Thus, we respect the claim of groups, our own and others, to tell their own story. But is this a claim to sole ownership? To private property in textbooks, classrooms, and publications? I think not. Such a claim is not possible to sustain, since persons belong in fact to multiple groups and rarely have single identities, and published histories ordinarily seek multiple audiences.
Further, such a claim is not desirable to sustain, for there are advantages that come from external perspectives, from the insights of outsiders. The historiography of religions provides a good example of the advantages to be gained from outside perspectives. Back in the 1930s—and, indeed, even when I was a graduate student in the 1950s—much religious history in the West was confessional: Protestant history was written mostly by Protestants and published in Protestant periodicals; Catholic history mostly by Catholics for Catholic periodicals; Jewish history mostly by Jews for Jewish periodicals. Members of other religions appeared in these scholarly studies as enemies, persecutors, heretics, or as the occasional tolerant friend. Reshaping the contours of religious history was primarily the work of secularists determined to understand religion rather than demolish it, and of committed ecumenists. In France, Lucien Febvre played this role with Martin Luther. Un destin (1928), Le problème de l’incroyance au XVIe siècle (1942), and various articles published in nonconfessional periodicals, such as the Revue de synthèse historique and the Annales.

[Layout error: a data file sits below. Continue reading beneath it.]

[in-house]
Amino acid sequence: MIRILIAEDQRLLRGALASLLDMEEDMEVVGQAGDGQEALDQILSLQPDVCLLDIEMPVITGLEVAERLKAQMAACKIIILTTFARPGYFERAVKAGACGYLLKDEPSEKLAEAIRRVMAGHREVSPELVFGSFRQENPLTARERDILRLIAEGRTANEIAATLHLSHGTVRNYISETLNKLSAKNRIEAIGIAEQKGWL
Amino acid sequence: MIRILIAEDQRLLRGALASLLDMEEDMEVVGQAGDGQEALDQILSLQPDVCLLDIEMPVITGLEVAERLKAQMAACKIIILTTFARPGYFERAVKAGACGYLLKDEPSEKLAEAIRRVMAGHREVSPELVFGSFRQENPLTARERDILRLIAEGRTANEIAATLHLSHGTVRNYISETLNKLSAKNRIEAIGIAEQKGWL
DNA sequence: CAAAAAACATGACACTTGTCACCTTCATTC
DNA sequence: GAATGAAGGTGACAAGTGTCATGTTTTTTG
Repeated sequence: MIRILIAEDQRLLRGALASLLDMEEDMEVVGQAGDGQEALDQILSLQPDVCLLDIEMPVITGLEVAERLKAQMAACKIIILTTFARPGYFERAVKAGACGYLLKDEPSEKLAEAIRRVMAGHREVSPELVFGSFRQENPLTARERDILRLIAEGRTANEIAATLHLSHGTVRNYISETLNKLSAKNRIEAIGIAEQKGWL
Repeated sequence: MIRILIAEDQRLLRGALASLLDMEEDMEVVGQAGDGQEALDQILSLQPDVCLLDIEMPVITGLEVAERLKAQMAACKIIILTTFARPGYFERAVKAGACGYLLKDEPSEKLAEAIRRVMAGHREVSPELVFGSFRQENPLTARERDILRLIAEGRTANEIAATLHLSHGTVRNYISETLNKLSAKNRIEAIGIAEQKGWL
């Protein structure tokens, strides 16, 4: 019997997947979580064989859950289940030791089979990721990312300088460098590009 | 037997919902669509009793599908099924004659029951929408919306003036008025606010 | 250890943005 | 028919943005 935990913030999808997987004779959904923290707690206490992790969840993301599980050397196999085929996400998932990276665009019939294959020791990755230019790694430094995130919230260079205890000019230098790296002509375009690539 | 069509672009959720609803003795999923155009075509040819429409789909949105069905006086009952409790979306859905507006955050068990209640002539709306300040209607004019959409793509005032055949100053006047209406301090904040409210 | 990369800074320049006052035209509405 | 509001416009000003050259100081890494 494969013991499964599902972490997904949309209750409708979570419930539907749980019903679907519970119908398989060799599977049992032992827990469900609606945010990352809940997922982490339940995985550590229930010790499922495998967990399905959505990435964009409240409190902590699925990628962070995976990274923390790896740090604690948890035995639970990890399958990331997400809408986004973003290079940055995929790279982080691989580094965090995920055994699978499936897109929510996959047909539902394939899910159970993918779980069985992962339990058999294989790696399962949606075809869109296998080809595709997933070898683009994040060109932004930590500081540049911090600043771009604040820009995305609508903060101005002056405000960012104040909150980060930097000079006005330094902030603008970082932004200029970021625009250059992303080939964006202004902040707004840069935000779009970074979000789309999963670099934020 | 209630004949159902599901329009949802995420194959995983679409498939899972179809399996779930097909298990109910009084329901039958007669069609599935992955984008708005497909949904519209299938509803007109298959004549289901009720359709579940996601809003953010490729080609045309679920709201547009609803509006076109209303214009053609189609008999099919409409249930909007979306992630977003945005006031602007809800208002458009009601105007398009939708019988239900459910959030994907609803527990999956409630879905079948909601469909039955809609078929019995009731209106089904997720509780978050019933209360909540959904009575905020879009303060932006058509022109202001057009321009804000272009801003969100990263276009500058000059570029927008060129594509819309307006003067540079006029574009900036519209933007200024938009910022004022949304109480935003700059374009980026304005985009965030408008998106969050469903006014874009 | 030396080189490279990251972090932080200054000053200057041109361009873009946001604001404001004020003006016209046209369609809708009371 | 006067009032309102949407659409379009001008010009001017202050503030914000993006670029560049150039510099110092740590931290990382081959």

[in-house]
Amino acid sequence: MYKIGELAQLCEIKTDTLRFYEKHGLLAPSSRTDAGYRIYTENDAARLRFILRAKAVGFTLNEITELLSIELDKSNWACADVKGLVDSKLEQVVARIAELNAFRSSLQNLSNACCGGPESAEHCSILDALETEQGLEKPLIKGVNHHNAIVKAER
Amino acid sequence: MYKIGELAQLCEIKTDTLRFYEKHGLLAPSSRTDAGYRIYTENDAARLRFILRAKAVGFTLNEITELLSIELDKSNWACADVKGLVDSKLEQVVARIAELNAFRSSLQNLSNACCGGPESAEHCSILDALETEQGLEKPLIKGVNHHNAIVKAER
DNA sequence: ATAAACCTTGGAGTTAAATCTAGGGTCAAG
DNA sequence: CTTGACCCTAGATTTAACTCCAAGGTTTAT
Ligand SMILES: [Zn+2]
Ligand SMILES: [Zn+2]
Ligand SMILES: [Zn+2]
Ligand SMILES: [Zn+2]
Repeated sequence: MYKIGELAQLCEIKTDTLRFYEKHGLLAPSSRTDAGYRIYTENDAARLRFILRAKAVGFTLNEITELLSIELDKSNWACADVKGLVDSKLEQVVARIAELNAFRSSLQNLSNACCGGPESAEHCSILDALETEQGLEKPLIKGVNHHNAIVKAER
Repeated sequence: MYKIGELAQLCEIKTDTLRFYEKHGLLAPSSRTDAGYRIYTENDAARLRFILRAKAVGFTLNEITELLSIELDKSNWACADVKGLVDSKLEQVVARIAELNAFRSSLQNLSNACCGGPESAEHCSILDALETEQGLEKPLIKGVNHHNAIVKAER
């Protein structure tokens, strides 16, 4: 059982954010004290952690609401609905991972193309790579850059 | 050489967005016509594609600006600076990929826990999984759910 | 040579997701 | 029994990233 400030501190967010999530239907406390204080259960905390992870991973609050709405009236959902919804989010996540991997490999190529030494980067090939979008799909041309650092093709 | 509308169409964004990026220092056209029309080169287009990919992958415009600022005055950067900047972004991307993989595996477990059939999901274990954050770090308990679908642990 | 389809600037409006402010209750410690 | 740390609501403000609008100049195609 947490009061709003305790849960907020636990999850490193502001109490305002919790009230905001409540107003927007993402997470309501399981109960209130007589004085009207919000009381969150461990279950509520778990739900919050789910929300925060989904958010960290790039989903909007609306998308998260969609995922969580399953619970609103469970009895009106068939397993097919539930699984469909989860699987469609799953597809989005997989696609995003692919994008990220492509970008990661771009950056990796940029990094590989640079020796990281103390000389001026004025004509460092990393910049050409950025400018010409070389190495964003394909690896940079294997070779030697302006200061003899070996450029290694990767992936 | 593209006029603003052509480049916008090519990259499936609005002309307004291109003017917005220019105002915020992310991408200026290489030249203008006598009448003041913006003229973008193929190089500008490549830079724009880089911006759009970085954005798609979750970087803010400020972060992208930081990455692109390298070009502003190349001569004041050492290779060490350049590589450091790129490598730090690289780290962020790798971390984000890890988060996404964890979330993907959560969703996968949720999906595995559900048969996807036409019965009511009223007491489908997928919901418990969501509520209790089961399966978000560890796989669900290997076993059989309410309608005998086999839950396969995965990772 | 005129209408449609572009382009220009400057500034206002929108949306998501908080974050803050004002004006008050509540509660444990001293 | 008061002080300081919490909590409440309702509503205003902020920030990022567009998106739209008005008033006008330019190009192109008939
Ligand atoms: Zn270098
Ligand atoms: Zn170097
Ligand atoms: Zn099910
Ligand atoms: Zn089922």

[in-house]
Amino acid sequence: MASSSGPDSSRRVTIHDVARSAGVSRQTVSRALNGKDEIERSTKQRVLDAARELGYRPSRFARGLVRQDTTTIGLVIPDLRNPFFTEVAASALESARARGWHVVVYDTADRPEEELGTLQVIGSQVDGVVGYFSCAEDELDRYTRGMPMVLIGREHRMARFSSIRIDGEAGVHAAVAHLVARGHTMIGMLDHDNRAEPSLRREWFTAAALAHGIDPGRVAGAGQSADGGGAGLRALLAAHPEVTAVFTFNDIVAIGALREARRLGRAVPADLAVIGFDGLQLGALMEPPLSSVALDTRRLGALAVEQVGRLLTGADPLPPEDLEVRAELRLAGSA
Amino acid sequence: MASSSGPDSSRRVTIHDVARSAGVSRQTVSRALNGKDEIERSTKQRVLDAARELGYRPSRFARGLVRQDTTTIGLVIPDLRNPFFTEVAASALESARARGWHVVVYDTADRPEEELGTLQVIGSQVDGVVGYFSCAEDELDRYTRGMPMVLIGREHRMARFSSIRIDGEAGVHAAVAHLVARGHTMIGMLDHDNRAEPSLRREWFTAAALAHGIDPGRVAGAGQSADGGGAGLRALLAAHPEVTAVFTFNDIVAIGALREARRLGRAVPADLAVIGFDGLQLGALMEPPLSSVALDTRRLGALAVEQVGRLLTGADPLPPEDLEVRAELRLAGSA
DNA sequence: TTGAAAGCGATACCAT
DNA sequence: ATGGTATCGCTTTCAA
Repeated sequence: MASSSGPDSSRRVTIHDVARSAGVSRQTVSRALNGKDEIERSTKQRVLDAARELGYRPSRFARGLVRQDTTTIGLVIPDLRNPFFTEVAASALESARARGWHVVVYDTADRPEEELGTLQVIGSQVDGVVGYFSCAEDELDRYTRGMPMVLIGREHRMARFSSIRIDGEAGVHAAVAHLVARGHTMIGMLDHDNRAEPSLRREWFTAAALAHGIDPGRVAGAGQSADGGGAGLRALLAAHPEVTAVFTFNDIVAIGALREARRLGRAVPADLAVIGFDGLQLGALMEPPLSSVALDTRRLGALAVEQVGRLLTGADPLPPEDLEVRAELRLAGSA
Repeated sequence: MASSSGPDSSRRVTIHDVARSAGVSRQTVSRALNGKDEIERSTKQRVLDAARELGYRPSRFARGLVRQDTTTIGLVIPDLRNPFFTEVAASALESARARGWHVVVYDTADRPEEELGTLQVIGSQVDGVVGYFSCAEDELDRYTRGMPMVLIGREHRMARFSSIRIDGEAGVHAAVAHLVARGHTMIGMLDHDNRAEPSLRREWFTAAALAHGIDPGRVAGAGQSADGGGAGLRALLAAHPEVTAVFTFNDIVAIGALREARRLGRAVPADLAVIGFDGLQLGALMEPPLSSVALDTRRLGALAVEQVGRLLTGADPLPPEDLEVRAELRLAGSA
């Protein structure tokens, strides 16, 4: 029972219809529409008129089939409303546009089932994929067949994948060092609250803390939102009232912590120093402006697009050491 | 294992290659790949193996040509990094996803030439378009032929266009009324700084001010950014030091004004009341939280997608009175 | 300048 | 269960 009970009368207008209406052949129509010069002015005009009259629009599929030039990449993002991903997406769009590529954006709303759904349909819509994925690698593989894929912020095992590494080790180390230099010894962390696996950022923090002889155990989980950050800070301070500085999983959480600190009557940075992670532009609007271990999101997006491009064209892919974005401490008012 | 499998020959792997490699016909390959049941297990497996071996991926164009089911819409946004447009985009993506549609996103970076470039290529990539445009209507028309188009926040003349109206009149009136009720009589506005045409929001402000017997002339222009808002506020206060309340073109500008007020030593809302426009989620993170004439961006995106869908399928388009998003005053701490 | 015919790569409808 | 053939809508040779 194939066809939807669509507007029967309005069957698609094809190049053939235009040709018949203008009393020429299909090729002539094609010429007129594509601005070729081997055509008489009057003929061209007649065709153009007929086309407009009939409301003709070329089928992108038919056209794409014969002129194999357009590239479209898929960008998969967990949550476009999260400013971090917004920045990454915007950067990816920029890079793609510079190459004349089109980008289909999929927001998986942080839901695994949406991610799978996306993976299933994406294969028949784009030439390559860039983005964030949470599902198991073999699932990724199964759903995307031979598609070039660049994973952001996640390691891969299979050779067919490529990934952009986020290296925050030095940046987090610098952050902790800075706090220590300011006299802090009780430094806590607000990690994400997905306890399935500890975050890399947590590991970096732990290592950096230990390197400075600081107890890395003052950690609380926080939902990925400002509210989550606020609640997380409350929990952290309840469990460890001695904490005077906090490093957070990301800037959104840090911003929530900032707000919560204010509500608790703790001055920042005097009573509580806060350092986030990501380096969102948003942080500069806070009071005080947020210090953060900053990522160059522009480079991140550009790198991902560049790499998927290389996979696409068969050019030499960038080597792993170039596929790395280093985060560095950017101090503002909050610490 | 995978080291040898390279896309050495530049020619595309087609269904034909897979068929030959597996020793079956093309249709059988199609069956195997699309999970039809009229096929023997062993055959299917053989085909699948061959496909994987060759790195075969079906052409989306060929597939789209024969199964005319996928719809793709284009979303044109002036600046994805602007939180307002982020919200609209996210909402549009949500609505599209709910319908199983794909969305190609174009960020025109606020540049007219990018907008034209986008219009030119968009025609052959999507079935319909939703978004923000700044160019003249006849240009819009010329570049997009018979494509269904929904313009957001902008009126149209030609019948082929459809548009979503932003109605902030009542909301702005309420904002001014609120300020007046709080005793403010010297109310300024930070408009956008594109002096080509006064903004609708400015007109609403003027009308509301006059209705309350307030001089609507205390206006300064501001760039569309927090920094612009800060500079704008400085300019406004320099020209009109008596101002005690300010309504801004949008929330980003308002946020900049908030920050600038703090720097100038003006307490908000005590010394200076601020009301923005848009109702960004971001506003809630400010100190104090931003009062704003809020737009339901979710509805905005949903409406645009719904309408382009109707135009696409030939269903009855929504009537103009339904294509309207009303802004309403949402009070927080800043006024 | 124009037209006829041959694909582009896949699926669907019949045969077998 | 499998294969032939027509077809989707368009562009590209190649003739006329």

Here, too, the fruits are double. There is an affective-political gain once again. We grow not only through the deepening of self-identity, but through the discovery of difference and the perception of likeness in the strange. Our powers of empathy are stretched, our understanding widened. This has been a project of written history since Herodotus, even if he would not serve as our precise model. There is also a scholarly gain in collaborative and critical enterprise across boundaries of interest and knowledge. Team-teaching would seem advantageous for this purpose. Decades ago, a visit to India helped the English historian Eileen Power understand the Middle Ages, so she said. Those same centuries are cast in a new light today when Satish Saberwal writes of his observations in "On the Making of Europe: Reflections from Delhi."2